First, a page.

Tuesday, March 25, 2008

STEACY CONTINUED AFTER LUNCH


Mr. Steacy admitted that he had previously testified that monitoring of website was "complaint driven."

 

            He began to stumble when questioned about his spying on the conservative website called freedomnion.ca. He joined as "jadewarr" on April 5, 2006. "Was there a complaint when you joined?" Miss Kulaszka asked.

 

            He said there was a complaint from one Marie-Line Gentes, which has since been withdrawn. However, Miss Kulaszka pointed out that her complaint was not filed with the Commission until             September 29, 2006.

 

            "Were you investigating at this point?" Miss Kulaszka asked.

 

            "No," said Steacy. However, headed, "I did some initial work at the intake stage," he tried to explain, indicating that there might have been an informal letter or phone call. Interestingly, at the "intake" stage of Marc Lemire's complaint about the RCMP, where the complaint was rejected merely because it had allegedly been sent on two-sided paper.     Miss Kulaszka pointed out that the posting by a Mr. Whatcott of Saskatchewan which Miss Gentes would subsequently complain about was not posted until two weeks after Dean Steacy signed up

 

He couldn't recall the last time he was on freedominion. Barbara Kulaszka then confronted him with evidence that he had visited the site on January 18, 2008. He went on the website, he said, because he'd been informed by someone, who he couldn't recall, that his spying had been discovered and mentioned on freedominion.

 

            Miss Kulaszka reminded him that, in a report urging the Commission to not accept Chris Guille's complained about CAERS website Recommnet for being vexatious and that a Stromfront poster named "Fenrisson" advice that dissidents file complaints with the CHRC was "well known in neo-Nazi circles."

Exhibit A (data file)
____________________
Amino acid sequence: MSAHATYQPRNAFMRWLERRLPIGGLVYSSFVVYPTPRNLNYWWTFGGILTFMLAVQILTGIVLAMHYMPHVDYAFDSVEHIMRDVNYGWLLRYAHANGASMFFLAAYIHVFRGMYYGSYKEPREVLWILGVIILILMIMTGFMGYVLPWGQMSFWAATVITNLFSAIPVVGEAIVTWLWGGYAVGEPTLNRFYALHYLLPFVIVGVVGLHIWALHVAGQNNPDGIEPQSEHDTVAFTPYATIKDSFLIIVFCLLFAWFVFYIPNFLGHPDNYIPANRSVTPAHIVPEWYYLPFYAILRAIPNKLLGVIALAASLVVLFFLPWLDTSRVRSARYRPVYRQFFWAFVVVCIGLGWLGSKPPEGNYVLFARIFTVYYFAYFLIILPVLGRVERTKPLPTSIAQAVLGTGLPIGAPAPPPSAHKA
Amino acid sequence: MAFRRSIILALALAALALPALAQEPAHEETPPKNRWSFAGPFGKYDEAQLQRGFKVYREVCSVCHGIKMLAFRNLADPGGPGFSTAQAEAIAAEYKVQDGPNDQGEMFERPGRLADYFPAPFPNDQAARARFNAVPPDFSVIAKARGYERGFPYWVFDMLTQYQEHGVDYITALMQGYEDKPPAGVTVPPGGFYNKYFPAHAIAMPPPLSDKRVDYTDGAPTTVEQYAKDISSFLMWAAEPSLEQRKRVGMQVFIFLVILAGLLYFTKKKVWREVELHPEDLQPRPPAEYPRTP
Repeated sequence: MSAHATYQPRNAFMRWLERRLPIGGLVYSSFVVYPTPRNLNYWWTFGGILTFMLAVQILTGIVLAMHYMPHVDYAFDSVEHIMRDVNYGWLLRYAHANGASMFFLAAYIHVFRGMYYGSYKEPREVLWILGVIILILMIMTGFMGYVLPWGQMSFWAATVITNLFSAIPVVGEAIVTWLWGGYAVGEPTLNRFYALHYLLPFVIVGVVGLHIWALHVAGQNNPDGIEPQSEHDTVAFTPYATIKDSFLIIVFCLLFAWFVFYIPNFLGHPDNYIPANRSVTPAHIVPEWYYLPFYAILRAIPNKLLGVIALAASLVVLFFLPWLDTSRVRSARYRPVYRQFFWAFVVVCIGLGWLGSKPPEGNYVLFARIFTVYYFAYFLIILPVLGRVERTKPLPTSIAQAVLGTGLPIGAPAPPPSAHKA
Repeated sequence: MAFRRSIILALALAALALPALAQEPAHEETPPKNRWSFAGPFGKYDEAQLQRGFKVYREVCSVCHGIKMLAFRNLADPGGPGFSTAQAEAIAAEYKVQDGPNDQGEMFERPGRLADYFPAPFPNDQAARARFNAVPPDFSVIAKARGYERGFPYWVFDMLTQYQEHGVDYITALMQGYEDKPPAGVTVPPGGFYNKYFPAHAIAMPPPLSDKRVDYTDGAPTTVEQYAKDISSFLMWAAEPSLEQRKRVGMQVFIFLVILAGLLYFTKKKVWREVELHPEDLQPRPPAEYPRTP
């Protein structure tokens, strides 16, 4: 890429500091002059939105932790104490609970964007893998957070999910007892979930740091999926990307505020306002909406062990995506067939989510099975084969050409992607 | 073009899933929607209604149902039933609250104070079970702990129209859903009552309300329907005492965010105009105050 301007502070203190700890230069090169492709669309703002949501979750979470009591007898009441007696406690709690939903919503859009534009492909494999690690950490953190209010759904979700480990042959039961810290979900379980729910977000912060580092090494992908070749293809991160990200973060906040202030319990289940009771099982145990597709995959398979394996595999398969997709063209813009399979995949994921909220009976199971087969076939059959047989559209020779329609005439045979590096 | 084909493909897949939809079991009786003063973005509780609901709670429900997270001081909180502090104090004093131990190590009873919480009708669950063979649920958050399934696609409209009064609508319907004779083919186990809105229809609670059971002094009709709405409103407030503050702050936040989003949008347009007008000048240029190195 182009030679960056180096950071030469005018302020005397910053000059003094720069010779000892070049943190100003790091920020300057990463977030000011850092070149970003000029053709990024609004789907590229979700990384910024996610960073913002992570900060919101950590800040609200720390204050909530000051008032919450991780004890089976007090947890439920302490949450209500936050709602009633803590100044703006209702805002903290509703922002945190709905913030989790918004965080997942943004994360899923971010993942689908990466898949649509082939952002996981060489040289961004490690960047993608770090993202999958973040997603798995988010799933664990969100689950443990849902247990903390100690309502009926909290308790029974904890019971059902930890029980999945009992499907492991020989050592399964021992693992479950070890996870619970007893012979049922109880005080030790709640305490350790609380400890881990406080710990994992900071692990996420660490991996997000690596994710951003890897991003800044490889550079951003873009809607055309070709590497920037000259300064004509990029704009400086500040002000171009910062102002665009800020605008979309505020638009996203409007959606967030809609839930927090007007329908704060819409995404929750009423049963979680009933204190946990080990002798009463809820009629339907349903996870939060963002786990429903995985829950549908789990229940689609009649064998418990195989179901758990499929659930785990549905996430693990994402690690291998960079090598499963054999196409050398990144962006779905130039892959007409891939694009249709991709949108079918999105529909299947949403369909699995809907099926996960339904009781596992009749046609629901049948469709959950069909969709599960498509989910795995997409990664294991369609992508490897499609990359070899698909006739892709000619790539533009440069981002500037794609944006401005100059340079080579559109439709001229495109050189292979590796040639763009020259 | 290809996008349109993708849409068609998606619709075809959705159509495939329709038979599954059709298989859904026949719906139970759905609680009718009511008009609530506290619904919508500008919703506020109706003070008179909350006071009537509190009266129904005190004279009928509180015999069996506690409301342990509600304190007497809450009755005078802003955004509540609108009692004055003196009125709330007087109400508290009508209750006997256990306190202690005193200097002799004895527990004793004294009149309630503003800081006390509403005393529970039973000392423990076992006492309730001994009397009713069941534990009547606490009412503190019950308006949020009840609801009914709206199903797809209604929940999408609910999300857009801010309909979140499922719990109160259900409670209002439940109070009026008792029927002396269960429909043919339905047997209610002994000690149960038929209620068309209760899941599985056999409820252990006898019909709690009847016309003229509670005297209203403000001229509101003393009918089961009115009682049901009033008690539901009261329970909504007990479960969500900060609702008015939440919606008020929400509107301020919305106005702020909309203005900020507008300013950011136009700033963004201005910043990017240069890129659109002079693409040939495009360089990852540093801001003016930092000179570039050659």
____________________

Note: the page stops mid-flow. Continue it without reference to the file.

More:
Apparently, an unnamed legal representative from CAERS had brought the name Fenrisson to his attention,

 

            The same allegation that Fenrisson had posted information urging people to make complaints to the CHRC was passed on to investigator Sandy Kozak and was used to dismiss a complaint against Mr. Warman.

 

            Mr.. Steacy stated he began to investigate who Fenrisson was: "I interacted with him. I can't remember if it was a PM."

 

            "You thought it might be one of the respondents from CAERS," Miss Kulaszka queried.

 

            "No, I thought it was one of the complainants, but I testified last Spring it was one of the respondents. I meant Mr. Kulbashian, or Mr. Guille or Mr. Lemire or Mr. Fromm." Mr. Fromm has never, in fact, filed a Sec. 13.1 complaint.

 

            Citing "privacy issues, when Mr. Steacy was asked about other people contemplating complaints against freedominion.ca, he said: I refuse to answer. If I could remember their names, I wouldn't tell you.

 

The defence team learned that there are no CHRC guidelines as to the sort of material investigators may post in their spying activities.

 

Miss Kulaszka asked whether anyone at the Commission had done a study of whether people had been entrapped by posts they'd make or other investigators or complainants like Mr. Warman had made. Mr. Steacy said he wasn't aware of any.

 

"Given the fact that nobody knows who anybody is, it could well be someone complaining against themselves," Miss Kulaszka joked when referred to he case of Warman (Richard) v. Warman (Eldon). In this case, Richard Warman had used the pseudonym marydufford. [Warman is fond of impersonating women on line, as is communist Shane Ruttle Martinez, another Commission witness..)

 

Mr. Steacy, although he'd investigated the Warman v Glenn Bahr case, said he was not aware that Sgt. Stephen Camp, was estate. Interestingly, at that hearing, Warman objected to Mr. Fromm's question whether officer camp was "Estate", "on the ground that that goes to the issue of the police investigative techniques.

 

Mr. Fromm had then objected; "Excuse me, How is Mr. Warman privy to police investigation techniques."

 

Mr. Steacy's testimony pointed to the chummy relationship between the Commission and some police force hate squads." For instance, the London "hate squad" had obtained a warrant seized  James Scott Richardson's hard drive. Sgt. Terry Wilson turned over a copy of the computer hard drive to Mr. Steacy on his request.